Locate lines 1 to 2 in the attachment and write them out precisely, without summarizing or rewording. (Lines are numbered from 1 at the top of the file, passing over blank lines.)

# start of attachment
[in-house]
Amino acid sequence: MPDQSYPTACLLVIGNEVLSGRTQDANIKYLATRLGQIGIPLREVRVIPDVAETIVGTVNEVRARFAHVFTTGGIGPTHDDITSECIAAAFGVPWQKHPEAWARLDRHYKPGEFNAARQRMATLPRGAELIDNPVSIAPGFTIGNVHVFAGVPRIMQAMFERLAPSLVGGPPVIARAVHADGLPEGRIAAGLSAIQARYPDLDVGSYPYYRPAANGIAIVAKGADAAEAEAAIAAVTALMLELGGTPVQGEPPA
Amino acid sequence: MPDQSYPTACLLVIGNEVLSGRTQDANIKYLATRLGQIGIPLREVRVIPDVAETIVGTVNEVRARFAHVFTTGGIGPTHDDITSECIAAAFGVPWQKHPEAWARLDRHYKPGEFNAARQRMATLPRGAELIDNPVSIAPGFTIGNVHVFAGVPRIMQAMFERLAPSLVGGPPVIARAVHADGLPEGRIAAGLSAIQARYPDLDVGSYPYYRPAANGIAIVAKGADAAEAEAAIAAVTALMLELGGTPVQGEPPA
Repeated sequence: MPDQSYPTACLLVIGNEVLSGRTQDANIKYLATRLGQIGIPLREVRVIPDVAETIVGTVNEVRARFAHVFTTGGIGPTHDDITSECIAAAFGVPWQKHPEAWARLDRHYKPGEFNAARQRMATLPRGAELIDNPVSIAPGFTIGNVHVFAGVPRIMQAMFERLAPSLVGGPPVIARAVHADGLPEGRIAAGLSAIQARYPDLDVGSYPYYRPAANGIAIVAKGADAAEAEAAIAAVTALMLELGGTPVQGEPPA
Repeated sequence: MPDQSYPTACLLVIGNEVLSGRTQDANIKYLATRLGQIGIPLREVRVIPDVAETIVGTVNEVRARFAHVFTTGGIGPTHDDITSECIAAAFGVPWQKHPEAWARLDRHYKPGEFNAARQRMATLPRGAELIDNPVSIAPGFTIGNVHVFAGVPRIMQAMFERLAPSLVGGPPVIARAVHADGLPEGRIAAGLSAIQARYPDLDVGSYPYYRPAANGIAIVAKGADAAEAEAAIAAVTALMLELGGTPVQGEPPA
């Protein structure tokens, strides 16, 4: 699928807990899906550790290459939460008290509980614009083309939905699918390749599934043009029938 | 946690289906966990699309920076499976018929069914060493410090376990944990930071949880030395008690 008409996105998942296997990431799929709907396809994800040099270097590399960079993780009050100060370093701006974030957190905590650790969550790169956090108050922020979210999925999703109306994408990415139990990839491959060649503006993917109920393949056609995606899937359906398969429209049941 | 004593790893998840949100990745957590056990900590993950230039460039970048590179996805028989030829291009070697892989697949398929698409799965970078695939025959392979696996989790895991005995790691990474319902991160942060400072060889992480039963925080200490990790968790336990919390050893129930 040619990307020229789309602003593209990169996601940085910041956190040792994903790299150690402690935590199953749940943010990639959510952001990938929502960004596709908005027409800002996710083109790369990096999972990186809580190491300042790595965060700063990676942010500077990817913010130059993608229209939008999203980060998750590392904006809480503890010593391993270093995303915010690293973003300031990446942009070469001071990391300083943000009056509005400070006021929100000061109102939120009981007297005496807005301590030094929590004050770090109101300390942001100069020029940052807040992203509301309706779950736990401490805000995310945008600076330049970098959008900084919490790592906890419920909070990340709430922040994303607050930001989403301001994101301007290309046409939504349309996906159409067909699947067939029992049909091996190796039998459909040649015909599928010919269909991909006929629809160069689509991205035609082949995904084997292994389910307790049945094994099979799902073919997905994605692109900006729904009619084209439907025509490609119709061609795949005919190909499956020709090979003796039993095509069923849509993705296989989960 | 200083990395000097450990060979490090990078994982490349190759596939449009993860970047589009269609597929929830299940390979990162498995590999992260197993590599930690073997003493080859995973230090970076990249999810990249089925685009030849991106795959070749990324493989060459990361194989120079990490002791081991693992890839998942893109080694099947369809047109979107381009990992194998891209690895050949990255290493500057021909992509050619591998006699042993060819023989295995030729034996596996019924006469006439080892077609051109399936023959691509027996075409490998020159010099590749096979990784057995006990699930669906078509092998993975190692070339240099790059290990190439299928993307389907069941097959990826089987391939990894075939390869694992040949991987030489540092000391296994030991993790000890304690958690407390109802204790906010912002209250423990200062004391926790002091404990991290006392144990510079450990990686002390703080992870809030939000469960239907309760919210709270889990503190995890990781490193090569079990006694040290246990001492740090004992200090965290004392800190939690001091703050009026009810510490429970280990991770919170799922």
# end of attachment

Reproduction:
[in-house]
Amino acid sequence: MPDQSYPTACLLVIGNEVLSGRTQDANIKYLATRLGQIGIPLREVRVIPDVAETIVGTVNEVRARFAHVFTTGGIGPTHDDITSECIAAAFGVPWQKHPEAWARLDRHYKPGEFNAARQRMATLPRGAELIDNPVSIAPGFTIGNVHVFAGVPRIMQAMFERLAPSLVGGPPVIARAVHADGLPEGRIAAGLSAIQARYPDLDVGSYPYYRPAANGIAIVAKGADAAEAEAAIAAVTALMLELGGTPVQGEPPA